Decisions, decisions, decisions. I don’t know about you, but I always find that the month of September, that post-holiday period is a time that brings about a renewed energy. A desire to make the most of that final push of the year and with everybody having the same feeling there is a collective sense of purpose in the air. With plans and dreams come possibilities, with possibilities come decisions and with any decent sized decision comes risk. So, the topic of the blog today is a good back to business kind of topic; risk.
When I think of a risk taker in a business environment my mind immediately jumps to a person with a huge, fast-paced, thriving company to look after and the weight of responsibility on their shoulders but whose responsibility? I’m not denying that this must be a stressful environment but when Carillion collapsed leaving a £900m hole owed to debtors and an equally disheartening pension shortfall of £587m who was it that really burdened the risk? It doesn’t sound like it was the chief executive Richard Howson who was paid out his six-figure salary and benefits until this year, even after the collapse. Similarly, CFO Zafer Khan was awarded a six-figure salary after being fired from the company. It seems that in some big businesses the risks are sent in one direction and the rewards another.
Carillion and risk are two things that Continuous Improvement Projects (CIP) founder Kiran Kachela has direct experience of, her being one of the small businesses that were owed money after the collapse (and one of many whose debt could easily have been covered by the salary of any one of the departing directors) But unlike the big companies (RBS, Carillion etc.) when a small business or new start up takes on a risk they can be sure that it is entirely on their shoulders. And it’s not that the big prizes don’t sit behind the risks, it’s just that the risks often involve the families, teams, and livelihoods of those involved; the risk is around them, not underneath them.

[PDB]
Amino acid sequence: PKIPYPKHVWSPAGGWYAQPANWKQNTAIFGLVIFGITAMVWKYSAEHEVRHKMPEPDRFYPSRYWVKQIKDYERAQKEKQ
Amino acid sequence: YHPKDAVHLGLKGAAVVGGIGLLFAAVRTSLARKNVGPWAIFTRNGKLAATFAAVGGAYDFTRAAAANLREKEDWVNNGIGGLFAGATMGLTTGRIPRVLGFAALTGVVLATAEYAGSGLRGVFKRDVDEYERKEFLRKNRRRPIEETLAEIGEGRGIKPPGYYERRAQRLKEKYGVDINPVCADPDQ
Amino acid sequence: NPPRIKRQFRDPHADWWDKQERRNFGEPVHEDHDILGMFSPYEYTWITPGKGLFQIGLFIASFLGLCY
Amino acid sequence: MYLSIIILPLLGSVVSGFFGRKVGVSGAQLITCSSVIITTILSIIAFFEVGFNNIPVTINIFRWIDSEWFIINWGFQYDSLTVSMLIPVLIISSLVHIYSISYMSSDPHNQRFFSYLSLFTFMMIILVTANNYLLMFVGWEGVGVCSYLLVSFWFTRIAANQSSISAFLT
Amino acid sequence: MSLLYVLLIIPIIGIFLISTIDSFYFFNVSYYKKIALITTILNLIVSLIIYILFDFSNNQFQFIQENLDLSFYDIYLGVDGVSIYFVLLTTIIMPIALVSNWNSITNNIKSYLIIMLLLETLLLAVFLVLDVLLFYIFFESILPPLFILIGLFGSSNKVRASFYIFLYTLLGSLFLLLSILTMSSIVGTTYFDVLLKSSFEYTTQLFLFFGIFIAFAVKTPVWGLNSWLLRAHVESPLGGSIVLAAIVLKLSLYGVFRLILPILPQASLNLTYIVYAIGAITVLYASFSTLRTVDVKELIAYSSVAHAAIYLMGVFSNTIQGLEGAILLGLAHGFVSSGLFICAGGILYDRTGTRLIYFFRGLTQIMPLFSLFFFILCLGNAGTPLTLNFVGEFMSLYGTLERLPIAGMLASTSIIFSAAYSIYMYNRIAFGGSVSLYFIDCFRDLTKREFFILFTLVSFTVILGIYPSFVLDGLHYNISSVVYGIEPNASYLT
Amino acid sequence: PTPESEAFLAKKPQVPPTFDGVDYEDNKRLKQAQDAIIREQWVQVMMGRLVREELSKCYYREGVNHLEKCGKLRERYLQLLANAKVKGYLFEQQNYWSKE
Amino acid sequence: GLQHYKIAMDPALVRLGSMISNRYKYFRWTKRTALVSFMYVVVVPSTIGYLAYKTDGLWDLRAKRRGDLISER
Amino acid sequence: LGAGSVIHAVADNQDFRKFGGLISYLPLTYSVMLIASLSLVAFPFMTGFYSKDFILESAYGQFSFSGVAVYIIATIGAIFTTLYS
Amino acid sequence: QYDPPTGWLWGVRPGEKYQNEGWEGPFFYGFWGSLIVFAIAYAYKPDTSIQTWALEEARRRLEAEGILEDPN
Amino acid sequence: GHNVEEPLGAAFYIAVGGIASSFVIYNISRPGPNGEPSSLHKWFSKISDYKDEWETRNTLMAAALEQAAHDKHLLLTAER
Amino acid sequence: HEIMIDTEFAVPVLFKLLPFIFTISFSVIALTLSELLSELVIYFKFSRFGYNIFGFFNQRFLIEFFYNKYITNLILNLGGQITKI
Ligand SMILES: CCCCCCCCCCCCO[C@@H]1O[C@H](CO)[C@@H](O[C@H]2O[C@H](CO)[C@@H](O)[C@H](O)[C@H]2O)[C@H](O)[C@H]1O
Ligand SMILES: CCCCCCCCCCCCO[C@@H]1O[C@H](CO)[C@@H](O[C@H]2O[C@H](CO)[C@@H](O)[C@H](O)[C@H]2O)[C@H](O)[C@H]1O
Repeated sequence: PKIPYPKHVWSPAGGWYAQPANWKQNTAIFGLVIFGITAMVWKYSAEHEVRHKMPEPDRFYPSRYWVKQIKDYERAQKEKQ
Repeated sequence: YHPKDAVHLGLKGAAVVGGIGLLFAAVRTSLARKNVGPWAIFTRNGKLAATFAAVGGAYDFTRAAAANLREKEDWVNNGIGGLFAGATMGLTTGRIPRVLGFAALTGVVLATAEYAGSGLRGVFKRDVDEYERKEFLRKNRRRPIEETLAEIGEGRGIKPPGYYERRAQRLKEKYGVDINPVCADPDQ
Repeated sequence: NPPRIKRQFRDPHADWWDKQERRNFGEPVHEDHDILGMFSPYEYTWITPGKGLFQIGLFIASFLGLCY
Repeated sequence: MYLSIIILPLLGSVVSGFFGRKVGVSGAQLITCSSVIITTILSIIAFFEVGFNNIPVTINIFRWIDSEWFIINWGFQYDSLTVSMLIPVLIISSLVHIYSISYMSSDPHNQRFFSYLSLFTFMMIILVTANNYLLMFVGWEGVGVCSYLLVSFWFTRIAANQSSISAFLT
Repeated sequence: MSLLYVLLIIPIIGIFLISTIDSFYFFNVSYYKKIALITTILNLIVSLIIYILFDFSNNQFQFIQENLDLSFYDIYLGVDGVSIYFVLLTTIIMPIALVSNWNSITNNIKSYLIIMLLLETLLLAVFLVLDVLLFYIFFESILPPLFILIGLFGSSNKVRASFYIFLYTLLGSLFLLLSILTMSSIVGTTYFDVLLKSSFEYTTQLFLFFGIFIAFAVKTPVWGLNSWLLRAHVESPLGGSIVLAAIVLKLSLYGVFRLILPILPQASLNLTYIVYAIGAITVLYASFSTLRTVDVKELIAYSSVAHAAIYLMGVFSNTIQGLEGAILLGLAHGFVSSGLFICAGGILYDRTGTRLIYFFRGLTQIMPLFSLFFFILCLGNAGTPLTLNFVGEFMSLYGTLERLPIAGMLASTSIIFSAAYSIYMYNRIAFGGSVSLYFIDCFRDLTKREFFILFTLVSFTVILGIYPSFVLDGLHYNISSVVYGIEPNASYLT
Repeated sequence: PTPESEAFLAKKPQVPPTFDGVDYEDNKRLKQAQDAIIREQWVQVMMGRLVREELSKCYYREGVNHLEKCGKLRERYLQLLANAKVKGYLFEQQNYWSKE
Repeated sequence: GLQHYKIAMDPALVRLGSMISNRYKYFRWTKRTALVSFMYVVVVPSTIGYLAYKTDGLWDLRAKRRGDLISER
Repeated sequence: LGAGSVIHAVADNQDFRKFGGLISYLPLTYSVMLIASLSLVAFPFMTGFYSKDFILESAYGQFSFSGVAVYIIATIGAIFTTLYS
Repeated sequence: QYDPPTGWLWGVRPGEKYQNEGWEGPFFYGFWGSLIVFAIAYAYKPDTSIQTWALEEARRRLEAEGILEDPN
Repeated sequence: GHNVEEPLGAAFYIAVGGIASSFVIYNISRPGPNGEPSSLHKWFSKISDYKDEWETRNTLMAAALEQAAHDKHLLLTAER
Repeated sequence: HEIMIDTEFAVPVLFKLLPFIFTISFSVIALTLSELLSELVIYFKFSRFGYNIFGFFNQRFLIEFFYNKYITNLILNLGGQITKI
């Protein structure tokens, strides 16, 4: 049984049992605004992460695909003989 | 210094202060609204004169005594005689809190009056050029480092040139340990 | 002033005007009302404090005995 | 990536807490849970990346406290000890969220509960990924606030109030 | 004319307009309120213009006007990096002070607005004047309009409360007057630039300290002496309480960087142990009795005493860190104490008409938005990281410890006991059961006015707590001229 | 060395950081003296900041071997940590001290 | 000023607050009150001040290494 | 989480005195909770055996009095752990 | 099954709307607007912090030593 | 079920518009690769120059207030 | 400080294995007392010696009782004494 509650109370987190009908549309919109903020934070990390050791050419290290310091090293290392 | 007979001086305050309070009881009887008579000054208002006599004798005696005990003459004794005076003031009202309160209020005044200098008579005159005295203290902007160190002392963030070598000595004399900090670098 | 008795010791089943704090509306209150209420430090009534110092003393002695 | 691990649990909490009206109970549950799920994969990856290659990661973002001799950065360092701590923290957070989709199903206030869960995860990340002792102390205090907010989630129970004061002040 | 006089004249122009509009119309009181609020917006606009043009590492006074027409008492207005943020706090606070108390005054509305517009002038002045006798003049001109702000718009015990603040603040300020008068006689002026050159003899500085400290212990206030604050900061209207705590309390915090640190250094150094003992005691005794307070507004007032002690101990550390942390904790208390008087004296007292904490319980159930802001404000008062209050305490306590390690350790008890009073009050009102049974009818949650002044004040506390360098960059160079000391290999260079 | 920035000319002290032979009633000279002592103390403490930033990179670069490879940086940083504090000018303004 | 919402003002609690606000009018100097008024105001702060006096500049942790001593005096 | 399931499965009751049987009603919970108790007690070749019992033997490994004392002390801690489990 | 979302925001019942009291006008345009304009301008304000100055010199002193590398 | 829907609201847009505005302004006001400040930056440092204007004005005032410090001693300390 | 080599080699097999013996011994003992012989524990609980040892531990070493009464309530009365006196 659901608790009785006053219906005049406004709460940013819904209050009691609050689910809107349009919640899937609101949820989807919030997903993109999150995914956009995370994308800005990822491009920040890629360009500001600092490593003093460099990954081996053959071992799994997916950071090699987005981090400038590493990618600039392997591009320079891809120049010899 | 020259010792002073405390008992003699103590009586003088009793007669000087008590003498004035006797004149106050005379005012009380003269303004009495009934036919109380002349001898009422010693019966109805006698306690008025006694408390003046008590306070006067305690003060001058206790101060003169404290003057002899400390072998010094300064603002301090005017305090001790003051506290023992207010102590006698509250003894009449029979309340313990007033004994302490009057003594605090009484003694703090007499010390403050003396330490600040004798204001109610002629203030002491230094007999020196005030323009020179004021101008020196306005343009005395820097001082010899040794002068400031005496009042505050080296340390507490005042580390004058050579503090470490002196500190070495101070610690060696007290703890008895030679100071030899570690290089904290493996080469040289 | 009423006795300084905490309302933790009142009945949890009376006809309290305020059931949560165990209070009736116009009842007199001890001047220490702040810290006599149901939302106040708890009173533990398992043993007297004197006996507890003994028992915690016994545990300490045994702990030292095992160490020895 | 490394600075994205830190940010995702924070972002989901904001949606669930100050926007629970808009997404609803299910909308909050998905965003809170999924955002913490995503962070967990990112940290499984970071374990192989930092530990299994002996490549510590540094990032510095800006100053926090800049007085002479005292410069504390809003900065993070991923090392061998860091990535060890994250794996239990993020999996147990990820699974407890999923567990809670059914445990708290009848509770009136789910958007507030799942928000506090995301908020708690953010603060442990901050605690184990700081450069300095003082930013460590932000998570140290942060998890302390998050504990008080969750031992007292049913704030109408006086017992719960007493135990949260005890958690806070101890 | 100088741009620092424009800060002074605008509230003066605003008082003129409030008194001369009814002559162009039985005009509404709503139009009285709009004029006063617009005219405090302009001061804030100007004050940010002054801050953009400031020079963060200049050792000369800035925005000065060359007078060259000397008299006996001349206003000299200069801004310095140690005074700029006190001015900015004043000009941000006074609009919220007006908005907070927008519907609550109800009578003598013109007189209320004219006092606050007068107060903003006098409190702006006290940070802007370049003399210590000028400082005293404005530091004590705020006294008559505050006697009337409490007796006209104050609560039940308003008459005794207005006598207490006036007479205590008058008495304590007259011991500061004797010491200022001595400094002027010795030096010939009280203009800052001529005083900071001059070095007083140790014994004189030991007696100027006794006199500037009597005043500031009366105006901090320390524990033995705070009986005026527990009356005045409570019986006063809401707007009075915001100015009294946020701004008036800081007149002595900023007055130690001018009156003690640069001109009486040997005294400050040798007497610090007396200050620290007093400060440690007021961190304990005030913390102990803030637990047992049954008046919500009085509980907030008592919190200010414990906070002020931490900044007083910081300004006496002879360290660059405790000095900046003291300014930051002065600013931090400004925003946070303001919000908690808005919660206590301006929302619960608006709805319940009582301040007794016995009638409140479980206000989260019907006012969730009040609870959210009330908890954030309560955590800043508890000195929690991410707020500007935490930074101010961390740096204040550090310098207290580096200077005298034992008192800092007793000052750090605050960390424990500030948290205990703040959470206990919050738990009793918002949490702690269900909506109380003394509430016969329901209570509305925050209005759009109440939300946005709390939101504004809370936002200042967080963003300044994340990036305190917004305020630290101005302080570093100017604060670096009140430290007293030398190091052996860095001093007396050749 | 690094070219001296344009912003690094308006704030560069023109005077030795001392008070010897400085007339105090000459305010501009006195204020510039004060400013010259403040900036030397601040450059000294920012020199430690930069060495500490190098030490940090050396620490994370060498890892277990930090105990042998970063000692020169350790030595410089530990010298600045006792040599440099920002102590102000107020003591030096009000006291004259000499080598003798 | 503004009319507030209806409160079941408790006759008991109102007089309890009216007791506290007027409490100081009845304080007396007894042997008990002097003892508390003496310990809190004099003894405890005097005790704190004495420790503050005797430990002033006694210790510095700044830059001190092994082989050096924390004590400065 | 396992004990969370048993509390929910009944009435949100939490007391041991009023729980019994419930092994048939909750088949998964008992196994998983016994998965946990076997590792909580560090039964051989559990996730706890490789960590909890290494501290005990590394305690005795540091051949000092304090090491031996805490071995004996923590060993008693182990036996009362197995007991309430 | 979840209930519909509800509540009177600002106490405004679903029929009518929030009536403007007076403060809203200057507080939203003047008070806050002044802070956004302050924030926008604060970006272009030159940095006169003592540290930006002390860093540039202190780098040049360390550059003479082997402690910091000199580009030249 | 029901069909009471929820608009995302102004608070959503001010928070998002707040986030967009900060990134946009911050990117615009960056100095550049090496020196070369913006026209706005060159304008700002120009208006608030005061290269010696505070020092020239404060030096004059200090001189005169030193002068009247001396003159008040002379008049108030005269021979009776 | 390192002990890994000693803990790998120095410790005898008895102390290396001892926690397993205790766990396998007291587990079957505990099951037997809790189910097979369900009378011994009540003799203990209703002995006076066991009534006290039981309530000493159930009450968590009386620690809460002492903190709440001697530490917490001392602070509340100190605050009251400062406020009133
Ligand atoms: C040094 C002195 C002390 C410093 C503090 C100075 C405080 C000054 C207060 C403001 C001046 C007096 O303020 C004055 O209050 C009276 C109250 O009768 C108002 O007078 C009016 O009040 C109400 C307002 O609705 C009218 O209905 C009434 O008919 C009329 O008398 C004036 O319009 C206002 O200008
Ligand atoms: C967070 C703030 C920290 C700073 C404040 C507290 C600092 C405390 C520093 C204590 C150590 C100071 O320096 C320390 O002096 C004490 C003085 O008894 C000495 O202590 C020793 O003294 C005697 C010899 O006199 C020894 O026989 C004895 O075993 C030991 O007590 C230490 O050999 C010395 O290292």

So how does a small business calculate risk? I’m sorry to say that there is no fail-safe equation. Stacking the potential positives of taking a risk against the potential negatives may at first glance be a sensible approach but surely if the positives are stacked too heavily it’s not a risk at all and conversely a high count of negatives isn’t always indicative of the situation.
When Kiran first decided to set up her company and leave the safety and security of a permanent job that she had made her home for the previous six years it was more than a decision to change jobs, it was a step into the unknown. It was more than a move from financial security to vulnerability, more than a step away from a senior role to a brand-new, undefined position with a maximum three-month contract. With two children at home, one only four months old this was a huge risk. Had the move been plotted on a graph then it would have looked like a terrible decision, no investors would have backed a strategy with such high risks and potential damage to her livelihood. What motivated her to make this change then? It was passion, instinct and courage; the chance to work at one of the best universities in the world was an opportunity she knew she couldn’t pass up. Looking back now, with hindsight, the risk of her not taking this opportunity was not embarking on the journey of starting her consultancy and taking ownership of her career, greater than all of the smaller risks put together.